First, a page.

The Fly (1986)

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The Fly (1986)

Post  BoG on Sun Oct 19, 2014 2:40 am

This remake of the fifties sf/horror version is Cronenberg's own masterpiece of horror. Sure, he had original, unusual ideas before this (The Brood in '79; Videodrome in '83,etc.) and branched out into other genres after this, so it's odd that a remake is his ultimate effort. But it's here that all the elements of horror came together in a nearly perfect mix. Many of the scenes, particularly in the 2nd half, are uncomfortable to watch, and this may be why many viewers do not rate this film higher - it's just too disturbing to view. A lot of this has to do with the likability of the two main characters, played by Jeff Goldblum & Geena Davis. Goldblum as Brundle especially, comes across as a slightly goofy, harmless eccentric in the early scenes. His charm works on Davis and also on the audience; we certainly don't want anything bad to happen to him. But you already get that sense of dread very early, when he first unveils his macabre-looking pod teleporters. You sense he has some bad times ahead of him - you just don't know how bad. The horror is so effective because it gets really, really bad - just so much worse than you could have ever imagined.

The other aspect to the story, the progress represented by a scientific breakthrough, is another element which, rather than a potential science fiction premise, becomes subverted into a tragedy of horror. Usually, a concept such as teleportation, successfully accomplished, is cause for celebration (see the Star Trek series & films for a brighter version of such technology). Here, progress such as this should probably be avoided at any cost. But, the real tragedy is Brundle's horrific bad luck, falling prey to his human failings, notably impatience. If only he'd waited another day. If only he noticed that fly. If only he'd placed some safeguard to prevent his machine from performing a function it was not intended for. The machinery here becomes a dispassionate godlike creator of monsters; the machine is not so much demonic as remorseless and unfeeling. It's a most disquieting argument against the supposed benefits of escalating technology.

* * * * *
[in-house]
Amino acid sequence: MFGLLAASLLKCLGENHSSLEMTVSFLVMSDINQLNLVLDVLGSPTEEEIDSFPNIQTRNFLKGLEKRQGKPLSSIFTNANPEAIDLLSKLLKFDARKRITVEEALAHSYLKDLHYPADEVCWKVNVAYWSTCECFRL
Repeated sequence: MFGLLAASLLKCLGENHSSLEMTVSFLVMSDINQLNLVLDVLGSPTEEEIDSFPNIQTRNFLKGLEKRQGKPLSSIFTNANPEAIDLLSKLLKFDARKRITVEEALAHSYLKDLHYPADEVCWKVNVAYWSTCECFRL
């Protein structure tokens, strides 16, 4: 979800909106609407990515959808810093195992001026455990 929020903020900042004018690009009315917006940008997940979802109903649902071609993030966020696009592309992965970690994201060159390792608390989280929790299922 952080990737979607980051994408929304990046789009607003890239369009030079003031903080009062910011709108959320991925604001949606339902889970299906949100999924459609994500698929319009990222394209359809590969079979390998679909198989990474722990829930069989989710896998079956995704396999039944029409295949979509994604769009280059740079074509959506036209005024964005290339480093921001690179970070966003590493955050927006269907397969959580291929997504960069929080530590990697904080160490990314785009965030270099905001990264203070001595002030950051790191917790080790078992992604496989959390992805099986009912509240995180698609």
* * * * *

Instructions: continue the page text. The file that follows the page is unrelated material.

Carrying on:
Or maybe it should be termed evolving technology. Brundle's rapid evolution after he first steps into the teleporter touches on some of the most primal fears associated with modern mankind: death and disease. We watch him first seemingly devolve after he first voices our primary concern ("Am I dying?"). A cancer-like affliction cripples him, and it looks like he'll fall apart into nothing soon. Only later do we realize this was only a transitory step and further horrors await our eyes as Brundle changes, changes. By this point, many viewers may want to turn away or turn it off. It's really slow death we're seeing and, unless one has sadistic tendencies, there is no compelling reason to watch. Well, unless it's to feel grateful we will never fall victim to something like this. Or will we?  BoG's Score: 9 out of 10 Idea  Sequel in 1989.

Fly Trivia: Goldblum & Davis became an item in real life; they reunited for the much lighter Earth Girls Are Easy (1988)
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